The use of synthetic peptides as immunogens has proved to be an important route for the production of antibodies to previously uncharacterised proteins. Once the oligonucleotide sequence of a gene has been determined the amino acid sequence of any protein encoded by that gene may be predicted. Peptides selected from such a sequence may then be used to raise antibodies that may prove cross-reactive with the native protein. Many antibodies to proteins have been raised for the first time using this approach.
The synthetic peptide approach to antibody production has several advantages over other methods. For example, the antibodies may be raised to specific areas of a protein in order to probe biochemical function or to block normal biological activity. It is also possible to raise antibodies to peptides from regions where the sequences are conserved between members of a family of closely related proteins so as to produce pan-reactive reagents. Conversely, antibodies specific to individual members of protein families may be generated by careful selection of unique amino acid sequences.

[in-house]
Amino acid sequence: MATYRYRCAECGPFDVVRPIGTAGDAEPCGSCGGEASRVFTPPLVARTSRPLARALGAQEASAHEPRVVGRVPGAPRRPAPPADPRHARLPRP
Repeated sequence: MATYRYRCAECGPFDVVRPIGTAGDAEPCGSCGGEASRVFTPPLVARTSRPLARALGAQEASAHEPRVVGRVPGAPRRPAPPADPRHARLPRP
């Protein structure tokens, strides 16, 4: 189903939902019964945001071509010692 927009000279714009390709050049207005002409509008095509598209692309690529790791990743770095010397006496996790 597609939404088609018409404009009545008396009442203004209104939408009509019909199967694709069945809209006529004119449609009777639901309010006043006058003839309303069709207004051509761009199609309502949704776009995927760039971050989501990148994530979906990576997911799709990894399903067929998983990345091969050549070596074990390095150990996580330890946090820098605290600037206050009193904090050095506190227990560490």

However, the use of peptides as antigens has two problems. Firstly, in contrast to proteins, small peptides themselves do not usually produce good antigenic responses. This can be overcome by attaching the peptide to a large carrier protein or by synthesizing a multiple antigenic peptide before immunization. Secondly, how do we select an appropriate peptide antigen from the protein sequence which will induce a population of antibodies that can bind to the native protein?